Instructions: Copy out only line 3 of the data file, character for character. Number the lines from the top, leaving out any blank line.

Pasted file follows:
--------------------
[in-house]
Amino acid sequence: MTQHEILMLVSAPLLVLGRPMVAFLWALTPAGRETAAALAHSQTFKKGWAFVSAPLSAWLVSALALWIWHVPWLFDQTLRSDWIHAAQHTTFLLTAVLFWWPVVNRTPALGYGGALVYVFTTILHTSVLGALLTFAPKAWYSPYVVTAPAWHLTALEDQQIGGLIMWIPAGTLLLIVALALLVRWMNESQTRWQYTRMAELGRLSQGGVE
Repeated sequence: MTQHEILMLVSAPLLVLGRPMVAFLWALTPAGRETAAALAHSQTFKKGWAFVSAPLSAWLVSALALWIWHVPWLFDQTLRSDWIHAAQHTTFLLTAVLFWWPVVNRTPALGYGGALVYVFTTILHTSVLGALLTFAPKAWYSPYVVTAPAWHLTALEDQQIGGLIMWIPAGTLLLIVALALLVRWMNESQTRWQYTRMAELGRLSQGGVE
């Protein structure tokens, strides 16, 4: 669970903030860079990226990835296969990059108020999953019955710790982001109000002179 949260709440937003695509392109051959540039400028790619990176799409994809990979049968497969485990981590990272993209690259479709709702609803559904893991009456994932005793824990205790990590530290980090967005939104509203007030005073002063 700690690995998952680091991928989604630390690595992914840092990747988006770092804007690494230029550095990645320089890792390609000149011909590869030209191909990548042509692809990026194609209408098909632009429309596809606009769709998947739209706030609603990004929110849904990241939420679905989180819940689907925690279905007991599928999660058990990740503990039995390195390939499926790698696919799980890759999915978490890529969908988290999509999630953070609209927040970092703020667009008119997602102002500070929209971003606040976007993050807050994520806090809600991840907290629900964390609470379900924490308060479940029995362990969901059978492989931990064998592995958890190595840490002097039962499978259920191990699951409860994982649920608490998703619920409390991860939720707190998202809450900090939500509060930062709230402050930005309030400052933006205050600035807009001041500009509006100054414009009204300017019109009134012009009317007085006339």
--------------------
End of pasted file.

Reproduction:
Repeated sequence: MTQHEILMLVSAPLLVLGRPMVAFLWALTPAGRETAAALAHSQTFKKGWAFVSAPLSAWLVSALALWIWHVPWLFDQTLRSDWIHAAQHTTFLLTAVLFWWPVVNRTPALGYGGALVYVFTTILHTSVLGALLTFAPKAWYSPYVVTAPAWHLTALEDQQIGGLIMWIPAGTLLLIVALALLVRWMNESQTRWQYTRMAELGRLSQGGVE